King event issues call to action


Sharon Usher Mann leads "Lift Every Voice and Sing," the Negro National Anthem, at the Twentieth Annual Martin Luther King, Jr. Hall of Fame Banquet on Sunday night. Singing along are, from left, Louis Kalivoda, Rodney long, Jackie Hart-Williams and Janice Nix-Johnson.

BRYAN TUDEEN/SPECIAL TO THE SUN
Published: Monday, January 17, 2005 at 6:01 a.m.
Last Modified: Sunday, January 16, 2005 at 11:42 p.m.
Black Americans must trust one another as they work together to improve the lives of the needy in the next 10 years.
That was the message of Alachua County Commissioner Rodney Long in his keynote message at the annual Martin Luther King Jr. Hall of Fame Banquet Sunday night.
"As African-Americans we can no longer blame others for our lack of success," Long told the audience at the Paramount Resort and Conference Center.
"When Dr. King talked about self-reliance, he didn't mean for us to leave our own neighborhoods, he meant for us to support each other."
More than 300 residents, including Gainesville Mayor Pegeen Hanrahan, University of Florida President Bernie Machen, and state and local officials, attended.
Sunday's event was the 20th edition of the banquet, which is put on by the Gainesville-based Martin Luther King Jr. Commission of Florida.
Long is the president of the commission and he joked that the board of directors chose him after they confirmed he believed in "free" speech.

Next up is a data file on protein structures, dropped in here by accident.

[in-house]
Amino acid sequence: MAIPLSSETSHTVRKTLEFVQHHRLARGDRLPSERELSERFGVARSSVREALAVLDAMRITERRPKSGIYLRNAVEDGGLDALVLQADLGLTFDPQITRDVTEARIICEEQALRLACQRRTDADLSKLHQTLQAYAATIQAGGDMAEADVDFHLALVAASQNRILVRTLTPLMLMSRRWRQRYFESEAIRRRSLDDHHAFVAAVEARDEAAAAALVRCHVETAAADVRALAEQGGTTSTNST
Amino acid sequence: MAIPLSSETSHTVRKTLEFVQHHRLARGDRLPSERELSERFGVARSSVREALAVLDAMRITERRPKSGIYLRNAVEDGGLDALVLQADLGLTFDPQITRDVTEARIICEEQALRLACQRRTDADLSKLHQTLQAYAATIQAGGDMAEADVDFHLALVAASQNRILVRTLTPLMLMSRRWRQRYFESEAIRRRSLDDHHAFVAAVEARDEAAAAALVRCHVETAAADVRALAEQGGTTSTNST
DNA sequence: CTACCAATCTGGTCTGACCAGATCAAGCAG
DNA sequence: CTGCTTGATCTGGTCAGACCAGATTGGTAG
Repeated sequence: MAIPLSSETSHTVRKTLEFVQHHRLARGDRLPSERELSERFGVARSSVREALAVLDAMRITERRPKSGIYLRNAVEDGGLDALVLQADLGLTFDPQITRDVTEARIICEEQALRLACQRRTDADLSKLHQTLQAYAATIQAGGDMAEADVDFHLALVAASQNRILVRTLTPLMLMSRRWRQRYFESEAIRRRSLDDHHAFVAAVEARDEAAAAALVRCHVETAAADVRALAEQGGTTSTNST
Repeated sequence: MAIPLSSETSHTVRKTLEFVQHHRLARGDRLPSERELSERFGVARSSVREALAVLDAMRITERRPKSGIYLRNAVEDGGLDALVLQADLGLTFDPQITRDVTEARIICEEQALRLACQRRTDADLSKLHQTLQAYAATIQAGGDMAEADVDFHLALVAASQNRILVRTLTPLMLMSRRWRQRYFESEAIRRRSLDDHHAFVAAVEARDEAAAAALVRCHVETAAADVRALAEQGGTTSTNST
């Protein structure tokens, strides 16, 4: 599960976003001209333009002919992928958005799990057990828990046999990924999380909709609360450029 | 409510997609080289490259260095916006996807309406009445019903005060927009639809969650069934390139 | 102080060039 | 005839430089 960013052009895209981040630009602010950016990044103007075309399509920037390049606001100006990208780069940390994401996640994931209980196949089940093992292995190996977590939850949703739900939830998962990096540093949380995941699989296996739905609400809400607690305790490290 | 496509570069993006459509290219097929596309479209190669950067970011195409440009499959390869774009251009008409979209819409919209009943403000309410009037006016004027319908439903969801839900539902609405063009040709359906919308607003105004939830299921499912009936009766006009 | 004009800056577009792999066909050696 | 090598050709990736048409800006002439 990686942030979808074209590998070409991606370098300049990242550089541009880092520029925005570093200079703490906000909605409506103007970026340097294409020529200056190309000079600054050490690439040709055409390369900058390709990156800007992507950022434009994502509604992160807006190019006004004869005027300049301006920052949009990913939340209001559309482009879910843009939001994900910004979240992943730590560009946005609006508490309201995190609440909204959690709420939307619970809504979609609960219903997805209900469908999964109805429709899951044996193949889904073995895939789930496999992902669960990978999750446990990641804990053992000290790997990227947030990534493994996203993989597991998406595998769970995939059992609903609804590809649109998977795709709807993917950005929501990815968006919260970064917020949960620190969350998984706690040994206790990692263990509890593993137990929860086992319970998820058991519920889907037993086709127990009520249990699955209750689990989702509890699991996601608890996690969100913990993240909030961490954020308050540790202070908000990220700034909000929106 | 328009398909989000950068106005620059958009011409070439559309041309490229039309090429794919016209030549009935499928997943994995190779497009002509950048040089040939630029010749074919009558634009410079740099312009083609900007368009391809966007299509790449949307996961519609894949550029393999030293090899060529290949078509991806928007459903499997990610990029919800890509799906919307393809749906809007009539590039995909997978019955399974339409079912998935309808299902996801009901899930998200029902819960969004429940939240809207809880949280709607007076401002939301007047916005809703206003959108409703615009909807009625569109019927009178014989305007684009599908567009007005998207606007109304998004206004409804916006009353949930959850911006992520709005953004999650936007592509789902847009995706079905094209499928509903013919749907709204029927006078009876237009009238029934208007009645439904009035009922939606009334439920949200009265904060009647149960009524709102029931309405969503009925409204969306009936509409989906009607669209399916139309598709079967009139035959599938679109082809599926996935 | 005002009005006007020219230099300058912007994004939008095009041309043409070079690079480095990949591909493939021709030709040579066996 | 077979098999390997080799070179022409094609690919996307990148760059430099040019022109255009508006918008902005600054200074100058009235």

In his remarks, he recapped some of the commission's past doings and outlined the commission's goals under the theme, "Empowerment for the Next Decade."
Long noted a new $30,000 scholarship program designed to help displaced residents of the defunct Kennedy Homes housing complex.
"We believe through education people who are impoverished and disenfranchised can empower themselves to change their lives forever," he said.
He also announced the commission's intent to seek to add more black history courses in schools and to build a black history museum.
But Long took special time to speak to the black community represented in the audience.
"Our problem is we don't trust each other," he said. "If we could trust each other, we could improve our community economically."
Long referred to a need for black-owned organizations such as churches to pool their money to create new wealth and economic opportunity.
"In this decade, I want us to love and trust each other," he said.
Also at the banquet, three Gainesville residents were honored for their service and contributions to the community.
Dr. Cullen Wadsworth Banks, the late Dr. Edgar Allen Cosby and Vivian Washington Filer were inducted into the Martin Luther King Jr. Hall of Fame. Banks was a local pioneer as family physician, Cosby the same as a dentist. Filer is a longtime Gainesville activist who taught nursing for 29 years at Santa Fe Community College. Also noted was the winner of the annual Edna Hart "Keeper of the Dream" scholarship, Lashay Delorise Clayton, a 17-year-old senior at P.K. Yonge Developmental Research School.
Long referred to a need for black-owned organizations to pool their money to create new wealth and economic opportunity.
Douane D. James can be reached at (352) 374-5087 or jamesd@gvillesun.com.

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